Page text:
·        make changes to its Asset Analytics system and procedures so that updates to its data are complete, timely, and accurate;

·        conduct a comprehensive review of the data quality in Asset Analytics to update any incomplete or erroneous information on its assets and to ensure the information can support its asset replacement decision-making process; and

·        investigate why known deficiencies in the reliability of the Asset Analytics system, such as those found two years earlier by internal audits, have not been corrected by management in a timely manner.

The Auditor also recommended that Hydro One ensure that its applications to the OEB for rate increases include accurate assessments of the condition of its assets.

In its initial response, as published in the Auditor General’s 2015 Annual Report, Hydro One acknowledged it had established a data remediation process to address gaps in its Asset Analytics system. This includes enhancing data input and change control processes, and establishing data quality metrics to ensure the system is populated in a timely, complete, and accurate manner. Hydro One stated that it will continue to enhance the capabilities of this tool and to support decision-making with respect to asset condition and associated replacement.

In addition, the Company has also recently implemented a new asset risk model that is being used in addition to the improved Asset Analytics tool and will support enhanced decision-making with respect to the planning, prioritizing, and pacing of asset maintenance and replacement.

Committee Recommendation

The Standing Committee on Public Accounts recommends that:

4.     Hydro One provide the Committee within one year with an assessment of the Asset Analytics system (both for its transmission system and distribution system assets), including

·        whether the Auditor’s concerns have been fully addressed; and

·        an analysis of how well the Asset Analytics system reflects the conditions of the assets in the field.

Security for Electronic Devices

The Auditor recommended that Hydro One develop a comprehensive security framework to cover all of its electronic devices. The framework should include best practices for security, including establishing standards similar to those set by the North American Electricity Reliability Corporation (NERC), performing security vulnerability risk assessments on all electronic devices, establishing appropriate actions and controls to mitigate security risks to an acceptable level, and conducting regular audits to validate that the security framework has been adhered to.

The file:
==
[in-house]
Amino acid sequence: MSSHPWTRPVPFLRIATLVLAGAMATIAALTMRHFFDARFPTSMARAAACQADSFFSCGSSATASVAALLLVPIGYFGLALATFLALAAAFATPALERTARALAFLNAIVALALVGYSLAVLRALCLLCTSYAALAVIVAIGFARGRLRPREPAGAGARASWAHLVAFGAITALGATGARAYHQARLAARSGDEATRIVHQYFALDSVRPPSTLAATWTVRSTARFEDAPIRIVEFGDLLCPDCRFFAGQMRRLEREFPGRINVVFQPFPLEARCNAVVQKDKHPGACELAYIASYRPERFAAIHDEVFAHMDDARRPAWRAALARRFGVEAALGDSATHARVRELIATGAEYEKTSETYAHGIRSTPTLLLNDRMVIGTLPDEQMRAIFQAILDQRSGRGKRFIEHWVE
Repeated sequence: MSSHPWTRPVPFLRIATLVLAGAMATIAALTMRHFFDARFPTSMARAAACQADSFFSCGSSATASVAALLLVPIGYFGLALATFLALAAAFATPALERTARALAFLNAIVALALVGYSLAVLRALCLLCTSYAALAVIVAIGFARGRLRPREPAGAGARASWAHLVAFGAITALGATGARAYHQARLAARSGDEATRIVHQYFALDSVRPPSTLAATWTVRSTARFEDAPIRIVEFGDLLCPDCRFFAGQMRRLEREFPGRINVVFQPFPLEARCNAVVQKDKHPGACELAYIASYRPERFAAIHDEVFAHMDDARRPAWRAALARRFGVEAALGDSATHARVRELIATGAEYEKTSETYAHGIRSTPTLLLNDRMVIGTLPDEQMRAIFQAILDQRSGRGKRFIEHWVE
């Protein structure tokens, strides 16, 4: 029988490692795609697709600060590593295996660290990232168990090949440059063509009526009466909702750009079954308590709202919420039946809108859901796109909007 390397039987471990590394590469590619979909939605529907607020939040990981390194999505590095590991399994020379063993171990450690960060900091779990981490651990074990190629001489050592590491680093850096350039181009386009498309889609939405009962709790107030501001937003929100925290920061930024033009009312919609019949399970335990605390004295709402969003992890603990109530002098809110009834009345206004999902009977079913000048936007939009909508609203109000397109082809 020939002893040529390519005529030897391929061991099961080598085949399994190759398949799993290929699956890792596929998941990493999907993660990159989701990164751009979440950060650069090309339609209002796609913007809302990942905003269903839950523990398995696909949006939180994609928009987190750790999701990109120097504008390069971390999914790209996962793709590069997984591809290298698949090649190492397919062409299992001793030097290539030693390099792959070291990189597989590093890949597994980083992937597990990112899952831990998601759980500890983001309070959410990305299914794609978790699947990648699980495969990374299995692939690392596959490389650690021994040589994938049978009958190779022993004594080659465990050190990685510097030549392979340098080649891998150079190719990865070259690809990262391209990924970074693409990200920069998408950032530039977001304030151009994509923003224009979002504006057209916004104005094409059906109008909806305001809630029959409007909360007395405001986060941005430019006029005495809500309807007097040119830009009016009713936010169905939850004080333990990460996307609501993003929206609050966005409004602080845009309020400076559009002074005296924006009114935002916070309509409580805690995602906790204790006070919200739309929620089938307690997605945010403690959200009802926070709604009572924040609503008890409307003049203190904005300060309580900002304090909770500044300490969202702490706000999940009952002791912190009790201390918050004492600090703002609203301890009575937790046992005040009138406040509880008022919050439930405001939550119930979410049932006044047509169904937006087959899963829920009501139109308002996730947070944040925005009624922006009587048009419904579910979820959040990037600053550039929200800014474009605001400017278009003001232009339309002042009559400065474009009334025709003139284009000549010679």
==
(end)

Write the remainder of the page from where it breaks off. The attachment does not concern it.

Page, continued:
In its response, Hydro One indicated that it is developing and has already implemented certain aspects of a new comprehensive security program that will apply to all electronic devices. Hydro One added that security hardening is part of its engineering standard for all deployed devices, which are currently being converted to the standard as dictated by their life cycle replacement.

Hydro One noted that NERC sets standards to protect the most critical grid components against likely threats including man-made or natural phenomena. The Company added that it is in compliance with current and applicable NERC standards and is in the process of completing investments designed to ensure compliance with new NERC critical infrastructure protection standards.

Committee Recommendation

The Standing Committee on Public Accounts recommends that:

5.     Hydro One update the Committee on the status of its new comprehensive security program that will apply to all electronic devices, including a target as to when all transmission assets will be in compliance with the new NERC requirements.

Distribution System

Distribution Reliability and Costs

The Auditor recommended that Hydro One

·        establish more ambitious performance goals, targets, and benchmarks for system performance; and

·        develop short- and long-term strategies for new and enhanced activities and cost-effective investments that will improve its overall reliability record.

In its response, Hydro One stated that its strategies to improve distribution reliability include

·        relocating lines when they have reached their end of life from off-road to road allowances, thereby reducing the time required to identify and remediate equipment failures;

·        providing visibility and controllability of electricity devices at Hydro One’s operating centre in Barrie as the Company renews line switching devices and distribution stations; and

·        prioritizing vegetation programs to maximize reliability benefits.

Hydro One stated that it will continue to report its scorecard performance results annually to the OEB for its distribution business, as required. In addition, prior to its next rate application for distribution rates, Hydro One has committed to consulting with its customers to better understand their service expectations, including reliability.


 

Committee Recommendation

The Standing Committee on Public Accounts recommends that:

6.     Hydro One

·        provide the Committee with annual reliability targets over the next five years, starting with 2017, for its distribution system;

·        provide a comparison of its five-year reliability targets with those established by comparable peer utilities in Canada (and provide an explanation where its targets are weaker);